LAS VEGAS -- The shortage of doctors in southern Nevada has meant long waits to get an appointment and overcrowded waiting rooms once patients get to the appointment.
In June, Nevada lawmakers made it legal for nurse practitioners to administer care on their own.
A similar law passed in Arizona and five years later, the state saw a 52 percent jump in the number of new nurse practitioners or NP's as they are commonly called.
Nurse practitioners in Nevada hope to see the same jump.
Zack Kordi says when his family is sick he has no problem seeing a NP.
"If we can go there and they can help us that would be perfect. If we need to see specialists, then we can do that after that point," Kordi said.
Nurse practitioners are high-level nurses with masters and doctorate degrees.
Susan Vanbeuge is a NP and professor at UNLV. She says they have always worked alongside physicians.
"We treat people the same way. We use the same practice guidelines, the same standards of care," Vanbeuge said.
Now, Nevada lawmakers say NPs can operate on their own, easing crowding in doctors offices.
"It really just increases access to care to patients in this state," Vanbeuge said.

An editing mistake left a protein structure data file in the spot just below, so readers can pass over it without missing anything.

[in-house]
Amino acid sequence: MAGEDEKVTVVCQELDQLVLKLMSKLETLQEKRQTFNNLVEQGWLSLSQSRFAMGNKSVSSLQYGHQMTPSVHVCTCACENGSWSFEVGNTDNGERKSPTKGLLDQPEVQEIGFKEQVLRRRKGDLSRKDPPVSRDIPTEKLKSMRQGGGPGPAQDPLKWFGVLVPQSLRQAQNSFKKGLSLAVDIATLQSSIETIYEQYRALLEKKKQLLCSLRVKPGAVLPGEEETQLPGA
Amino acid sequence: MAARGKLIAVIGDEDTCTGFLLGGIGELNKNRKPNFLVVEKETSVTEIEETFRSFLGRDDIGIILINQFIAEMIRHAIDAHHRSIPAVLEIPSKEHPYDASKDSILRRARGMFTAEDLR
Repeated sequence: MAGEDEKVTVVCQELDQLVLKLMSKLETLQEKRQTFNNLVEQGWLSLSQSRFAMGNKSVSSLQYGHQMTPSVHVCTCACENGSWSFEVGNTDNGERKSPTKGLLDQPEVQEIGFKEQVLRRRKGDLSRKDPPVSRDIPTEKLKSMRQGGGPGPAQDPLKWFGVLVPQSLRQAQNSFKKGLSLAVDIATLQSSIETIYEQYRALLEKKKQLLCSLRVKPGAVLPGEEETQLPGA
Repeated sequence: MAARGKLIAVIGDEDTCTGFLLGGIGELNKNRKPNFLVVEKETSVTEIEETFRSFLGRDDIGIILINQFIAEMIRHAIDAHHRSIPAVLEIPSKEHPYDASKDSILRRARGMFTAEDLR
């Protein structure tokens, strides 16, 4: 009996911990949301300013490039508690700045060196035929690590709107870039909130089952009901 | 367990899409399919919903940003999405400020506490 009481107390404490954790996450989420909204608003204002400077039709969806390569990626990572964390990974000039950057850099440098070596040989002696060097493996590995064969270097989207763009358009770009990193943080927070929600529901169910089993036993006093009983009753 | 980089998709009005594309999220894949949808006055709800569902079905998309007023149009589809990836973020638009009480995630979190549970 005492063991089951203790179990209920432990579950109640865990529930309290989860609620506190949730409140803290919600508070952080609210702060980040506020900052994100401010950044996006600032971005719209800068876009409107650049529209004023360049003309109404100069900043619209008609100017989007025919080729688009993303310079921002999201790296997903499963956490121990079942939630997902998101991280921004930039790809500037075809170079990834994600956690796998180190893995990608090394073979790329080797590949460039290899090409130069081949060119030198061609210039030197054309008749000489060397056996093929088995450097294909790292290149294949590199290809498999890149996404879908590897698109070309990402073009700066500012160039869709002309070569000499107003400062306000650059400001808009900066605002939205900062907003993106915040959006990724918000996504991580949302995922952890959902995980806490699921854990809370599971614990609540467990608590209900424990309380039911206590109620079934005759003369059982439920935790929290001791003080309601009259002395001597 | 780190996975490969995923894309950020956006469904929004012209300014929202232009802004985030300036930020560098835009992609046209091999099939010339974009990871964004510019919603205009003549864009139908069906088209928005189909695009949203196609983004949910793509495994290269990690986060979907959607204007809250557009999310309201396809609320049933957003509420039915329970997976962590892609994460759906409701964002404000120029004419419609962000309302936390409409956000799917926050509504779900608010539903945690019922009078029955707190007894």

Nurse practitioners can prescribe medications, order lab tests and make diagnoses.
Dr. Bard Coats with Healthcare Partners Nevada says his physicians use NP's to help with all aspects of medicine. Coats believes their popularity will only grow.
"It gives some options that weren't available before," Dr. Coats said. "I think nurse practitioners, as they get more experience and more visibility, they continue to grow in their knowledge and comfort level with handling care."
Nurse practitioners could be especially helpful in some of the state's rural areas where doctors can be even more difficult to find than in urban areas.
For people struggling to see a physician, the option of a practitioner is a welcome relief.
"As long as they are licensed, and they went to school for that. There should be limitations to what they can do, but overall I don't have a problem with that," Craig Browning of Henderson said.
Vanbeuge says they are seeing more nursing students opting to become NP's, and they could soon be a driving force in healthcare throughout the valley.
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